Issue: Punishing workers for protesting work conditions could constitute "unfair labor practices", even if your work force isn't unionized.
Risk: Defending an NLRA claim is costly, and you could have to rehire people who've been fired.
Action: Check with an employment lawyer before acting against employees who collectively protest work conditions or pay.
Tell your managers to stop and think before they lash out against employees who collectively protest pay or other work-related issues. Reason: A manager's wrong move could inadvertently open your organization to an "unfair labor practices" charge under the National Labor Relations Act (NLRA).
The big misconception: NLRA applies only to unionized organizations. Not so. The law protects U.S. employees' right to engage in "concerted activities" to further their own wages, hours and conditions, no matter where they work.
Recent case: At a 30-employee nonunion machine shop, six workers walked off the job. They met with the company president to air three complaints about their supervisor: 1) He ignored on-the-job sexual harassment. 2) He didn't know how to operate the machines. 3) He failed to deal with an employee's drug problem. The president responded by firing all six workers.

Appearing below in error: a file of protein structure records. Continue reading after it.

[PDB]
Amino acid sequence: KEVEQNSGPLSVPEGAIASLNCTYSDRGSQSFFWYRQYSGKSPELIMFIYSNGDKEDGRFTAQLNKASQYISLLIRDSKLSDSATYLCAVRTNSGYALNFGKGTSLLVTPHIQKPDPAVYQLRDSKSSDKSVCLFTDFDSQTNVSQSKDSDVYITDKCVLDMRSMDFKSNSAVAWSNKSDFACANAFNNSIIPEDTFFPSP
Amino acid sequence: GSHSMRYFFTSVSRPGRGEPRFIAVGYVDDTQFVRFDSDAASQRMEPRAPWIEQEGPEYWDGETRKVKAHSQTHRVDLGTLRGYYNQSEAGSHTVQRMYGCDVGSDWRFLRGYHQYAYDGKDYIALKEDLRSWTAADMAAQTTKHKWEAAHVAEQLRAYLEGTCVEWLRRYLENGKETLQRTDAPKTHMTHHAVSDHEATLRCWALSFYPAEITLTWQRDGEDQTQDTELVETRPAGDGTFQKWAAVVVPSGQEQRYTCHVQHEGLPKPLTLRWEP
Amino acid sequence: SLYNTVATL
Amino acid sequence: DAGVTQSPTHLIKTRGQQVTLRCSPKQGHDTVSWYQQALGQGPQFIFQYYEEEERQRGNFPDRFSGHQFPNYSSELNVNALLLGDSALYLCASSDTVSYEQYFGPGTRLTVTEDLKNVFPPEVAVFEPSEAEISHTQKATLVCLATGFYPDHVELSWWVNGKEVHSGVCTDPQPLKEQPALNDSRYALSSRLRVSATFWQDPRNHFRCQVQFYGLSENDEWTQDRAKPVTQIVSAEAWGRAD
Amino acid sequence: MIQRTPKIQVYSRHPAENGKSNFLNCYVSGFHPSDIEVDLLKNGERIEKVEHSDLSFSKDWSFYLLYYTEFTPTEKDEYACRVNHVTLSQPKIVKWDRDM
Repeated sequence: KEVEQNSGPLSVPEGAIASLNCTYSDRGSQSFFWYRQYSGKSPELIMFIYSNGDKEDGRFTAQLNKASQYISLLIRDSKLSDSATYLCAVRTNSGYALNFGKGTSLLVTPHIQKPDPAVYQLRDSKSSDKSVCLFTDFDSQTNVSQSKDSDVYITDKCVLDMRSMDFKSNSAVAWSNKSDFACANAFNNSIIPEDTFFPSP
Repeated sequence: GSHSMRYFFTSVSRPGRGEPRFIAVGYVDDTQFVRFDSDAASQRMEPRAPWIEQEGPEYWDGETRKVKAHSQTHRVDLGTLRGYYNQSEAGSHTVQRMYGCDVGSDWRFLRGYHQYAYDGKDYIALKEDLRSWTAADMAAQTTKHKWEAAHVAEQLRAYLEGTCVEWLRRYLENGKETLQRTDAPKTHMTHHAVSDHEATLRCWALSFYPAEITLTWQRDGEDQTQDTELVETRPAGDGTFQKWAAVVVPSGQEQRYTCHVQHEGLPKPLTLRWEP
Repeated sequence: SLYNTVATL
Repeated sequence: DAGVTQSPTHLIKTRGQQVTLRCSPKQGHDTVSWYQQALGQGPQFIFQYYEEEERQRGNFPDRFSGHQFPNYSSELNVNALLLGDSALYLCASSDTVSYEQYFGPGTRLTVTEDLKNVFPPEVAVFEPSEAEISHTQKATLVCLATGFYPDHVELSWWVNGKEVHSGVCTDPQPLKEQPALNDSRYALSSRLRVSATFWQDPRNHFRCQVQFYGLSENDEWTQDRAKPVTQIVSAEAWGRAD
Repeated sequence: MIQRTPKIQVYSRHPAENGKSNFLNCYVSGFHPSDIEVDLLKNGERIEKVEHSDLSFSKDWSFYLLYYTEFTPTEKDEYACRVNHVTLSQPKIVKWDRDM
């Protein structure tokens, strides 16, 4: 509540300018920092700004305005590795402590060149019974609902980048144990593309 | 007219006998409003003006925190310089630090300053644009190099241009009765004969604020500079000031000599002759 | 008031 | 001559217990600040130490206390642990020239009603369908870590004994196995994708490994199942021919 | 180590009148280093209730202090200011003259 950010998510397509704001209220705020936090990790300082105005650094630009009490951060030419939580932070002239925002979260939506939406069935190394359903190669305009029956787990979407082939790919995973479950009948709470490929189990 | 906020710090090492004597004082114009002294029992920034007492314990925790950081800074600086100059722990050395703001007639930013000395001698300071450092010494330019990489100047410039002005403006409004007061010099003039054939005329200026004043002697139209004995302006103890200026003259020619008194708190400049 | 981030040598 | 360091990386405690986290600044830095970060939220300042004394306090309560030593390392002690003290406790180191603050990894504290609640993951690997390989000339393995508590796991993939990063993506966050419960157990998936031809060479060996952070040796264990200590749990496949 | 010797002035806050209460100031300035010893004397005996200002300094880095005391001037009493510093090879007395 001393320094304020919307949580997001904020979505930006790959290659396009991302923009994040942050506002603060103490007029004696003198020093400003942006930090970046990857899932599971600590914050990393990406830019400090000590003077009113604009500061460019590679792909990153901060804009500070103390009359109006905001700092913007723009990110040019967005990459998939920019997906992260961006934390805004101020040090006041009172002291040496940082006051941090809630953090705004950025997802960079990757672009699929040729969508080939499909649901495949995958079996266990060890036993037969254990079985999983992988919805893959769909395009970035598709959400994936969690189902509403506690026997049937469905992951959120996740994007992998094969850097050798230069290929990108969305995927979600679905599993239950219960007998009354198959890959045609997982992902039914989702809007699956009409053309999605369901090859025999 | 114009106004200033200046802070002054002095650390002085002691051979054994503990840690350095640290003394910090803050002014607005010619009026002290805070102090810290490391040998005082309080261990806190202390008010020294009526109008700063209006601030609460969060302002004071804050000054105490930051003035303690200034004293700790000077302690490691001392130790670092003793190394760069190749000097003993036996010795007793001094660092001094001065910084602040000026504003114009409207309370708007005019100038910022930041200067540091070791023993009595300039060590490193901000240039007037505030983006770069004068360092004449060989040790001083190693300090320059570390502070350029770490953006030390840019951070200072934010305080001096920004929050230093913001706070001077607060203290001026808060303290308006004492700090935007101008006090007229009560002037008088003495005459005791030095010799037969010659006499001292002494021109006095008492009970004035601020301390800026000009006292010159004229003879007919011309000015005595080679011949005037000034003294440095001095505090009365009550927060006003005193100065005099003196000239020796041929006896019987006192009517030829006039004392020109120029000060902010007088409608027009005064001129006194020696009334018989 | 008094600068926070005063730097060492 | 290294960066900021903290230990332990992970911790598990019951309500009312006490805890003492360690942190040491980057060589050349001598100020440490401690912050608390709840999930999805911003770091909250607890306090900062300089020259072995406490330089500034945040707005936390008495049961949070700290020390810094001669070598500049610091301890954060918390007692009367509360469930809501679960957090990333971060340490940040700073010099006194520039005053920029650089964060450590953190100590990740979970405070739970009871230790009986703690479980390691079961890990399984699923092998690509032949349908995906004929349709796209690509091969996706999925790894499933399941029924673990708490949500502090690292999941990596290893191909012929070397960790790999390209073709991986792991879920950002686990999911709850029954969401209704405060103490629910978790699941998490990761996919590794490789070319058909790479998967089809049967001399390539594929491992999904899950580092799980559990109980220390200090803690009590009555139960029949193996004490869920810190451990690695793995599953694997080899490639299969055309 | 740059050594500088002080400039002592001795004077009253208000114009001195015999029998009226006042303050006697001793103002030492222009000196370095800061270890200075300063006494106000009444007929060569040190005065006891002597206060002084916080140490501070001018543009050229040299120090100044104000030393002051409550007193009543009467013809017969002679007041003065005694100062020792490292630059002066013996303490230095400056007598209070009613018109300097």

The National Labor Relations Board ruled that the company committed an unfair labor practice, saying that the group walkout amounted to a protected "concerted activity" by the employees. Thus, the company violated NLRA by firing them. A federal appeals court agreed. (Trompler Inc. v. National Labor Relations Board, Nos. 01-3606, 01-3987, 7th Cir., 2003)
Resource: For more on NLRA responsibilities, go to www.nlrb.gov/publicat.html.